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A new way to track our mental health indicators
The Cortez Journal - 11/29/2017
Mental Health Colorado, a statewide nonprofit, is making it easier to track depression, suicide, opioid overdoses and other regional mental health indicators.
"Our goal is to equip individuals with a tool they can use to make change," said Andrew Romanoff, president and CEO of Mental Health Colorado.
The new data dashboard tracks mental health indicators across age groups, what percentage of people aren't getting mental health care and why they aren't getting care.
For example, the Colorado Health Access Survey found in Southwest Colorado 10.2 percent people did not get the mental health care they needed, according to the new dashboard.
The cost of care was a barrier for about 40 percent of those seeking care, and 40 percent had difficulty getting an appointment, it said.
The dashboard also tracks some substance use, such as binge drinking. In La Plata County, 20 percent of high school students ? grades nine through 12 ? reported participating in binge drinking. On average, in Colorado 16.6 percent of high school students reported binge drinking.
In addition to the dashboard, the nonprofit is building a statewide network of advocates interested in working on mental health issues throughout Colorado and within their own communities.
"We want this to be a two-way street," Romanoff said.
Mental Health Colorado is working to encourage early mental health interventions in schools, address the shortage of mental health care workers in some areas and make sure insurance companies provide behavioral health treatment as required.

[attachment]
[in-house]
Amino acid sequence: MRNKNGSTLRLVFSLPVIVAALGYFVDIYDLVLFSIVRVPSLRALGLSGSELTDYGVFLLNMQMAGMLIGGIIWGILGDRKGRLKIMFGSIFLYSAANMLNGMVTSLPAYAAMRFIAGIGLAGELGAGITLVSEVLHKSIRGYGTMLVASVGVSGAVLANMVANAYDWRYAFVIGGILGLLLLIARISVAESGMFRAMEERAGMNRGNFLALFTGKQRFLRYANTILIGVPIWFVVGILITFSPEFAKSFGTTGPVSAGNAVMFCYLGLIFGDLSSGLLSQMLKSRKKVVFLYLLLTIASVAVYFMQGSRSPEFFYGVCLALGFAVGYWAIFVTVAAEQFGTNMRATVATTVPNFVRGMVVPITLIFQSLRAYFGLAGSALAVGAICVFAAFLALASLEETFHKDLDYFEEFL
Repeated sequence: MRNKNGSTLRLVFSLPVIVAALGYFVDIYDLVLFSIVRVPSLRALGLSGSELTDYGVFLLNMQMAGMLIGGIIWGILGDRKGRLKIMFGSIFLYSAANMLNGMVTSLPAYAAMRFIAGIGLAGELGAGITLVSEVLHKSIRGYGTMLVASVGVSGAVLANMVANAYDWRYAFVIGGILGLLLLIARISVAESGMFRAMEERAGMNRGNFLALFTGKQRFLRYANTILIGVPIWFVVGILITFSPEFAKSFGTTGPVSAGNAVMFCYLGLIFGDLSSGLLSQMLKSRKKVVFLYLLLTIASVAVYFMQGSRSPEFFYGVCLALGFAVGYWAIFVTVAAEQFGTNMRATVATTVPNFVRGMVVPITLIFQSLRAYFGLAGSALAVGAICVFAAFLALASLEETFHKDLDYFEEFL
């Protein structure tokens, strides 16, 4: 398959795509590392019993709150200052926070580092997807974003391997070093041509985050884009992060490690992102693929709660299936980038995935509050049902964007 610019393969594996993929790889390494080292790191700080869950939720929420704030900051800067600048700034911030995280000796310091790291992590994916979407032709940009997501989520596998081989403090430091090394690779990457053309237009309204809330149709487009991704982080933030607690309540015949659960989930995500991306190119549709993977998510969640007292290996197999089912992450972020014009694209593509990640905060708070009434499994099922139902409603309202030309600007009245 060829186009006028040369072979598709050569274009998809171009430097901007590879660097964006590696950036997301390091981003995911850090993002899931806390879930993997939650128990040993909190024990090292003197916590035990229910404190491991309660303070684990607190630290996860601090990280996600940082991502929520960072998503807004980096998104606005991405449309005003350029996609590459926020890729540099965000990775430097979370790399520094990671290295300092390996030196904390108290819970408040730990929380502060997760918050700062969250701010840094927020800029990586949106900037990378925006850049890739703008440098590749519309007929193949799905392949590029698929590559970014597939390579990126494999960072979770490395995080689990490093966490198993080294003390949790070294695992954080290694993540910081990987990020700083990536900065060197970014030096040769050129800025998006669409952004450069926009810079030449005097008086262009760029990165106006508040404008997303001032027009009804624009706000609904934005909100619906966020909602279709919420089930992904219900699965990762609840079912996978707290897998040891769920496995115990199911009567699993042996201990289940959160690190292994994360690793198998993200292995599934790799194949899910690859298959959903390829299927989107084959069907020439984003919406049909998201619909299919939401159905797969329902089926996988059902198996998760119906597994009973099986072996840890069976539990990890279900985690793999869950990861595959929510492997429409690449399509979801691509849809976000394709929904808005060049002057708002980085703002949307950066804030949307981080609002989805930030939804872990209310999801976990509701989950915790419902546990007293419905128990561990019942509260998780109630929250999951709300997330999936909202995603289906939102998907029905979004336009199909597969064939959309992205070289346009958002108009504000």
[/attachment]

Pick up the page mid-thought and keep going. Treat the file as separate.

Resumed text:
The nonprofit also wants to help local communities bolster local efforts to improve mental health.
For example, earlier in November, Eagle County residents approved a tax on recreational marijuana to fund local mental health services, he said. The money could go to school-based clinicians, mental health councilors for Eagle County jail and additional funding for Aspen Hope Center, which serves those in crisis, Vail Daily reported.
Other communities including Ouray, Estes Park and Colorado Springs are also looking at bolstering local mental health services, he said.
"I think what you're seeing is a lot of communities stepping up and saying this is a crisis in our own town," he said.
Increasing the funding for mental health services could help the state save money in other areas such as prisons and emergency rooms, he said.
About 60 percent of adults in Colorado with mental illness did not receive services between 2011 and 2015, according to a report by the Substance Abuse and Mental Health Services Administration.
"Mental illness is not some exotic disease confined to a tiny fraction," Romanoff said. "This is a set of disorders that touches every family in the state."
Mental Health Colorado also wants to make sure when counties succeed in improving mental health, the techniques are shared with others across the state so they can be replicated.